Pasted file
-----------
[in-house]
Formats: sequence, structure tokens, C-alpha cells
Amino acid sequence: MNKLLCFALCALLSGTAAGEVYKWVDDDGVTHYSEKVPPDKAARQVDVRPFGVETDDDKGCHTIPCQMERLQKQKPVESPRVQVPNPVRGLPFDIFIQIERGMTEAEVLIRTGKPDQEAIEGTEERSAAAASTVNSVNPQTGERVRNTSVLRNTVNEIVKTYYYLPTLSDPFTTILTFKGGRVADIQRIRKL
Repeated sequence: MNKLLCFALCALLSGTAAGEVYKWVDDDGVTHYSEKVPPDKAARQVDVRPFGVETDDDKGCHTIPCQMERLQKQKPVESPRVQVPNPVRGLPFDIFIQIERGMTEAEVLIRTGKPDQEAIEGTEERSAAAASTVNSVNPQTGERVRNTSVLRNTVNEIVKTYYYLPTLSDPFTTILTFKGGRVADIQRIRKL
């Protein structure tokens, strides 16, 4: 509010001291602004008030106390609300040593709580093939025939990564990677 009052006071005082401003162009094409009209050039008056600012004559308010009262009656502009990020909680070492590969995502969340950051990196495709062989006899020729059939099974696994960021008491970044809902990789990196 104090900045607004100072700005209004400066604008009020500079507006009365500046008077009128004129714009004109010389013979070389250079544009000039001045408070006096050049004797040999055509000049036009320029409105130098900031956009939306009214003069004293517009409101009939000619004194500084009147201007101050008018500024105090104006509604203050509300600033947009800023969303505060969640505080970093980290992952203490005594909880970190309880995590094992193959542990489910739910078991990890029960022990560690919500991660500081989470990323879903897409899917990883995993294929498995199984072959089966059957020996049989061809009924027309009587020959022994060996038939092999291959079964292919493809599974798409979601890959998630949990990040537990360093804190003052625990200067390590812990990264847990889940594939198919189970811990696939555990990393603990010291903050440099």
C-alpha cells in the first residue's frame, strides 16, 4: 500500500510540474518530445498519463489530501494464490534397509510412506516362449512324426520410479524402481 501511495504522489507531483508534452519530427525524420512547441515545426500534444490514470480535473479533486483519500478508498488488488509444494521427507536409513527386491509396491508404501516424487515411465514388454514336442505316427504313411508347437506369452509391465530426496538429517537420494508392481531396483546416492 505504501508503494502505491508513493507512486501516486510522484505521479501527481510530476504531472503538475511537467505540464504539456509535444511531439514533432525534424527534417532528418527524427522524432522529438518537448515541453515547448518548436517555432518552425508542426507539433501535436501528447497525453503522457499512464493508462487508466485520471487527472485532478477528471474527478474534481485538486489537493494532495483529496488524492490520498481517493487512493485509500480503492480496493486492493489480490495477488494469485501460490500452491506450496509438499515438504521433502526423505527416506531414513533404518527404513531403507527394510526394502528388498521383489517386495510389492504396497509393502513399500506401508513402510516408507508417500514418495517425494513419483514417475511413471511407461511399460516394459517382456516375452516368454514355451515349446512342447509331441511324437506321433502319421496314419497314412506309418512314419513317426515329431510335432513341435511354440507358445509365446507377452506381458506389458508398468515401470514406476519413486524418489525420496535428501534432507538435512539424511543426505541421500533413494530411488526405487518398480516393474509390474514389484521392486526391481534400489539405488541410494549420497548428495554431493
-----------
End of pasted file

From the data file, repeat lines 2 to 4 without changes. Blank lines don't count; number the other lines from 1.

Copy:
Formats: sequence, structure tokens, C-alpha cells
Amino acid sequence: MNKLLCFALCALLSGTAAGEVYKWVDDDGVTHYSEKVPPDKAARQVDVRPFGVETDDDKGCHTIPCQMERLQKQKPVESPRVQVPNPVRGLPFDIFIQIERGMTEAEVLIRTGKPDQEAIEGTEERSAAAASTVNSVNPQTGERVRNTSVLRNTVNEIVKTYYYLPTLSDPFTTILTFKGGRVADIQRIRKL
Repeated sequence: MNKLLCFALCALLSGTAAGEVYKWVDDDGVTHYSEKVPPDKAARQVDVRPFGVETDDDKGCHTIPCQMERLQKQKPVESPRVQVPNPVRGLPFDIFIQIERGMTEAEVLIRTGKPDQEAIEGTEERSAAAASTVNSVNPQTGERVRNTSVLRNTVNEIVKTYYYLPTLSDPFTTILTFKGGRVADIQRIRKL